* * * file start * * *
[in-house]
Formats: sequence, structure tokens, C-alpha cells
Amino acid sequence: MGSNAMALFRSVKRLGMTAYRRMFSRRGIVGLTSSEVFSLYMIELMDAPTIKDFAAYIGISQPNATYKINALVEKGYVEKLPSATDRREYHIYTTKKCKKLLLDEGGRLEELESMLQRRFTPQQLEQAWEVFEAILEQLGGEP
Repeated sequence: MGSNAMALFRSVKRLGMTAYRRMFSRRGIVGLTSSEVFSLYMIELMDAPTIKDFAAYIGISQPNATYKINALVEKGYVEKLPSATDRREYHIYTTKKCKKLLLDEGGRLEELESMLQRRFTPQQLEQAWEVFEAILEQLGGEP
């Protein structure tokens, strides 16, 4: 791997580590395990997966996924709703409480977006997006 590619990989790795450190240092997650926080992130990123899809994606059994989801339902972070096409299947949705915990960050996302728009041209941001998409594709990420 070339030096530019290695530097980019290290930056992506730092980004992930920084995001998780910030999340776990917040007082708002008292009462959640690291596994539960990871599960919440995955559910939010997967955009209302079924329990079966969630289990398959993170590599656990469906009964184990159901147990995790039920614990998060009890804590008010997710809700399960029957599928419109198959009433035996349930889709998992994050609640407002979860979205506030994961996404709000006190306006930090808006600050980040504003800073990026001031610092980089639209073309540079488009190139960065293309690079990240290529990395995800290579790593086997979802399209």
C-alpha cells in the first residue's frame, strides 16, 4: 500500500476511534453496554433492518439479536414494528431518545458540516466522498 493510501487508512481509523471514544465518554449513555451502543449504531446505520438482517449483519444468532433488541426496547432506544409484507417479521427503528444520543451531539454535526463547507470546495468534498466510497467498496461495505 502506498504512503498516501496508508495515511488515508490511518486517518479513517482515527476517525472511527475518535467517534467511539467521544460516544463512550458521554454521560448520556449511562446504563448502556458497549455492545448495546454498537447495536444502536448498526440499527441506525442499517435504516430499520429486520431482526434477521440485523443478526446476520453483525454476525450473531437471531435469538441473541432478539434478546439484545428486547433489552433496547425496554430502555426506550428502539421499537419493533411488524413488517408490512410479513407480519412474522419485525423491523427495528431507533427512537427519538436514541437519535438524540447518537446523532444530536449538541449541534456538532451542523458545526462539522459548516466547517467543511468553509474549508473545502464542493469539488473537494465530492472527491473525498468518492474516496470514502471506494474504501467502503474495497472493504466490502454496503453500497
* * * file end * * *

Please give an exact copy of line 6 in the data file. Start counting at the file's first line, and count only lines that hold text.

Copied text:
C-alpha cells in the first residue's frame, strides 16, 4: 500500500476511534453496554433492518439479536414494528431518545458540516466522498 493510501487508512481509523471514544465518554449513555451502543449504531446505520438482517449483519444468532433488541426496547432506544409484507417479521427503528444520543451531539454535526463547507470546495468534498466510497467498496461495505 502506498504512503498516501496508508495515511488515508490511518486517518479513517482515527476517525472511527475518535467517534467511539467521544460516544463512550458521554454521560448520556449511562446504563448502556458497549455492545448495546454498537447495536444502536448498526440499527441506525442499517435504516430499520429486520431482526434477521440485523443478526446476520453483525454476525450473531437471531435469538441473541432478539434478546439484545428486547433489552433496547425496554430502555426506550428502539421499537419493533411488524413488517408490512410479513407480519412474522419485525423491523427495528431507533427512537427519538436514541437519535438524540447518537446523532444530536449538541449541534456538532451542523458545526462539522459548516466547517467543511468553509474549508473545502464542493469539488473537494465530492472527491473525498468518492474516496470514502471506494474504501467502503474495497472493504466490502454496503453500497